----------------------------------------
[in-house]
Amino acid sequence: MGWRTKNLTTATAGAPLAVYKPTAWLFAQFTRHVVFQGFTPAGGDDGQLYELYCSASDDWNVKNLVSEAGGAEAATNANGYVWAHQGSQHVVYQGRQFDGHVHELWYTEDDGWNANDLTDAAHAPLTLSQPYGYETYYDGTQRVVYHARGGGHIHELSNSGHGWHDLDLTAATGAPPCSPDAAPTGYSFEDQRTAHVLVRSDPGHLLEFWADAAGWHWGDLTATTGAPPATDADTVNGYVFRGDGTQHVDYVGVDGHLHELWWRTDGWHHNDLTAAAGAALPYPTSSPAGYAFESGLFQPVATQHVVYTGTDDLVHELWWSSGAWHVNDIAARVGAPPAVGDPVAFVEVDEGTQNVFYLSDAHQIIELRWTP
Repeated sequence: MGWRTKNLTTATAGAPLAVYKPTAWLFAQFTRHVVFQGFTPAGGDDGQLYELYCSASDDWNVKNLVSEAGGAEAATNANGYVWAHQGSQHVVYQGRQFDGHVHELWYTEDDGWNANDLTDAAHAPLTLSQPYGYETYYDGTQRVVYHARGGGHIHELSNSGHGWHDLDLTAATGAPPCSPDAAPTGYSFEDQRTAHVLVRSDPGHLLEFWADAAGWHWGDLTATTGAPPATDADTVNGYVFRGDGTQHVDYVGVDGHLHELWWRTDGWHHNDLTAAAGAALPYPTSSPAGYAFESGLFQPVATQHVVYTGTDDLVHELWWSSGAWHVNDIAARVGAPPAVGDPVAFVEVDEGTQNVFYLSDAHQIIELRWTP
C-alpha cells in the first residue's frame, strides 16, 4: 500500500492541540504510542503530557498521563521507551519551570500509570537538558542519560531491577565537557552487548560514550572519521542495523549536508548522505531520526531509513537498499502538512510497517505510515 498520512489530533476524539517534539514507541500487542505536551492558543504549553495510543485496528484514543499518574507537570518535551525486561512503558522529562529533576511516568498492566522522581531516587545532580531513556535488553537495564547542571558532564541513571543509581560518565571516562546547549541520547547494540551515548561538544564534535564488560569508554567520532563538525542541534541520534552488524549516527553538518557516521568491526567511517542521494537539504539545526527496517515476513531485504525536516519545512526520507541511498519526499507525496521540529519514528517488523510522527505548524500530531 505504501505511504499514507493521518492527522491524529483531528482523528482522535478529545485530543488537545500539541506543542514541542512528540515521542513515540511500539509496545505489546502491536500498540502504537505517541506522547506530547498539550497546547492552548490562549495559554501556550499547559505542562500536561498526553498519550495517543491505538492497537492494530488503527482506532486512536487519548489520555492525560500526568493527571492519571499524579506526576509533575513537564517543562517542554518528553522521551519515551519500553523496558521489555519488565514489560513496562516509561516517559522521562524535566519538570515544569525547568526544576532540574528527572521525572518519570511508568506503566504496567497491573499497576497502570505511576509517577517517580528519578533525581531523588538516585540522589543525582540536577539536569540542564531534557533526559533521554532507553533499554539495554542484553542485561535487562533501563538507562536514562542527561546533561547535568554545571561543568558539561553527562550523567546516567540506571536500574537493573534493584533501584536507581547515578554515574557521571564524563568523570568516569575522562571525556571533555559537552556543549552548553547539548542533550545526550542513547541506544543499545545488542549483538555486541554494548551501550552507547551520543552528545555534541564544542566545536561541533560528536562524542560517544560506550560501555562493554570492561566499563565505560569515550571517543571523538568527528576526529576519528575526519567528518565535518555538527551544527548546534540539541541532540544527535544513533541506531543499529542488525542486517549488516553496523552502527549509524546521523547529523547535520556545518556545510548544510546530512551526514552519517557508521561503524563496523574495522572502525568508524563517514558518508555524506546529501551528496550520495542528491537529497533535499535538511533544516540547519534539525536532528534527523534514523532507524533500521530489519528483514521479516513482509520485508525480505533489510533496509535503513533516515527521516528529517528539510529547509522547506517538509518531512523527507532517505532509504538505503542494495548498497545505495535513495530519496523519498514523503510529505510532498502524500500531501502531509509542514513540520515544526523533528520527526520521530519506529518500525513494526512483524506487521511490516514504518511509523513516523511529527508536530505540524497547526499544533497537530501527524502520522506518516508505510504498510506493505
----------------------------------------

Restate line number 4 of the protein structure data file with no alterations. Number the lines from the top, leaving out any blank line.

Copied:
C-alpha cells in the first residue's frame, strides 16, 4: 500500500492541540504510542503530557498521563521507551519551570500509570537538558542519560531491577565537557552487548560514550572519521542495523549536508548522505531520526531509513537498499502538512510497517505510515 498520512489530533476524539517534539514507541500487542505536551492558543504549553495510543485496528484514543499518574507537570518535551525486561512503558522529562529533576511516568498492566522522581531516587545532580531513556535488553537495564547542571558532564541513571543509581560518565571516562546547549541520547547494540551515548561538544564534535564488560569508554567520532563538525542541534541520534552488524549516527553538518557516521568491526567511517542521494537539504539545526527496517515476513531485504525536516519545512526520507541511498519526499507525496521540529519514528517488523510522527505548524500530531 505504501505511504499514507493521518492527522491524529483531528482523528482522535478529545485530543488537545500539541506543542514541542512528540515521542513515540511500539509496545505489546502491536500498540502504537505517541506522547506530547498539550497546547492552548490562549495559554501556550499547559505542562500536561498526553498519550495517543491505538492497537492494530488503527482506532486512536487519548489520555492525560500526568493527571492519571499524579506526576509533575513537564517543562517542554518528553522521551519515551519500553523496558521489555519488565514489560513496562516509561516517559522521562524535566519538570515544569525547568526544576532540574528527572521525572518519570511508568506503566504496567497491573499497576497502570505511576509517577517517580528519578533525581531523588538516585540522589543525582540536577539536569540542564531534557533526559533521554532507553533499554539495554542484553542485561535487562533501563538507562536514562542527561546533561547535568554545571561543568558539561553527562550523567546516567540506571536500574537493573534493584533501584536507581547515578554515574557521571564524563568523570568516569575522562571525556571533555559537552556543549552548553547539548542533550545526550542513547541506544543499545545488542549483538555486541554494548551501550552507547551520543552528545555534541564544542566545536561541533560528536562524542560517544560506550560501555562493554570492561566499563565505560569515550571517543571523538568527528576526529576519528575526519567528518565535518555538527551544527548546534540539541541532540544527535544513533541506531543499529542488525542486517549488516553496523552502527549509524546521523547529523547535520556545518556545510548544510546530512551526514552519517557508521561503524563496523574495522572502525568508524563517514558518508555524506546529501551528496550520495542528491537529497533535499535538511533544516540547519534539525536532528534527523534514523532507524533500521530489519528483514521479516513482509520485508525480505533489510533496509535503513533516515527521516528529517528539510529547509522547506517538509518531512523527507532517505532509504538505503542494495548498497545505495535513495530519496523519498514523503510529505510532498502524500500531501502531509509542514513540520515544526523533528520527526520521530519506529518500525513494526512483524506487521511490516514504518511509523513516523511529527508536530505540524497547526499544533497537530501527524502520522506518516508505510504498510506493505